After An Approach From Facebook, Giphy Raises $17M At An $80M Valuation

Giphy — the betaworks-backed platform for searching and sharing gifs — has just raised $17 million in Series B funding led by Lightspeed Venture Partners, with participation from General Catalyst and previous investors such as Lerer-Hippeau, betaworks, RRE Ventures, and CAA Ventures. A chunk of the round, $225k, is being raised through the Alphaworks equity crowdfunding platform.

The investment values Giphy at $80 million, and TechCrunch sources say that the Giphy team originally started shopping for the round in October, but got distracted by potential acquisition talks from Facebook. In the end, Giphy chose to continue pursuing partnerships with various social media companies and focus on the financing.

The financing will go toward growth, specifically hiring out more engineers and building out products, API partnerships, distribution partnerships, and the general user base. At this point in time, Giphy has no plans for revenue (at least not any that they’ll share with me).

“We have a pretty big product roadmap planned for 2015,” said COO Adam Leibsohn. “There is lots of really cool stuff coming out, like some incredible gif-making tools. We’ve learned a lot over the last year about what we need and what gif lovers need, so we’re building against that knowledge base.”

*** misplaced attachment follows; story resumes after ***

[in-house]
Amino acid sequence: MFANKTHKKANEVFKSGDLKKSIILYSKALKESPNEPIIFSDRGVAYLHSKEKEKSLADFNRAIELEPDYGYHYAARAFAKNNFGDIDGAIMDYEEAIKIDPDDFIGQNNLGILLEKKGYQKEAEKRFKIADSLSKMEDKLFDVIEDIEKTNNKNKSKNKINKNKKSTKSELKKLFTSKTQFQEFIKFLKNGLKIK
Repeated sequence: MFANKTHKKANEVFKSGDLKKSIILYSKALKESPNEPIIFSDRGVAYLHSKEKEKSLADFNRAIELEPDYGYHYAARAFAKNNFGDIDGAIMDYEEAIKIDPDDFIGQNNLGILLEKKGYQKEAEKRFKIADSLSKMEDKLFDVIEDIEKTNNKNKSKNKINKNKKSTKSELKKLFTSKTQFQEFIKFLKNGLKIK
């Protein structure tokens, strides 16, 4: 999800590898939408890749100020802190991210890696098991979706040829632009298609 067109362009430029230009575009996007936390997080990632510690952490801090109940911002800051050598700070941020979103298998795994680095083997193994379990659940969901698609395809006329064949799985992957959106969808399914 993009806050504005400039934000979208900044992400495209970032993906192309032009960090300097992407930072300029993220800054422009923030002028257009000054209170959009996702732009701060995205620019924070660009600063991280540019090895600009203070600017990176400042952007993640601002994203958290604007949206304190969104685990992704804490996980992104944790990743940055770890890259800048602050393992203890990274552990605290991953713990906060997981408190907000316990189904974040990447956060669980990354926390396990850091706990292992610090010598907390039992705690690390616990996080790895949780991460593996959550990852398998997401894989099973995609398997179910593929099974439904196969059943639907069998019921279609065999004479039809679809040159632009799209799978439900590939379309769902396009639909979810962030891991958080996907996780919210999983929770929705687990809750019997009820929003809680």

Put simply, Giphy is a search engine for gifs. The company tags gifs to certain categories or with various keywords to make finding the perfect gif that much easier.

And beyond that, Giphy ensures that artists are credited for their works and offers distribution tools to help spread the word. For example, Giphy launched a link shortener that automatically embeds a clickable gif into tweets instead of taking up characters with the gif link and the intended hyperlink.

The company launched out of betaworks in the same class as Dots and Poncho in April 2013, and has since gone on to raise a $2.5 million Series A alongside this recent $17 million Series B.

“Time and time again we’ve seen in the world of startups that if a product is defined in a single vertical that people associate the product with that vertical,” said John Borthwick, managing partner at betaworks. “Google has a gif search thing somewhere, but it’s one of two bazillion features on Google. The advantage that Giphy and other vertical platforms have is that people come thinking, ‘I want gifs.’ They’re thinking of media type first.”

The team, which started with about six people and has grown to 16, still works out of the betaworks office in NY, but Leibsohn says they’re currently looking for office space.

“The biggest challenge to us right now is… We want everyone to know, love and use gifs,” said Leibsohn. “There’s a lot to unpack in there, plenty of which is challenging. The easiest way to put the challenges ahead of Giphy is that I want my mom to use gifs. Everyday.”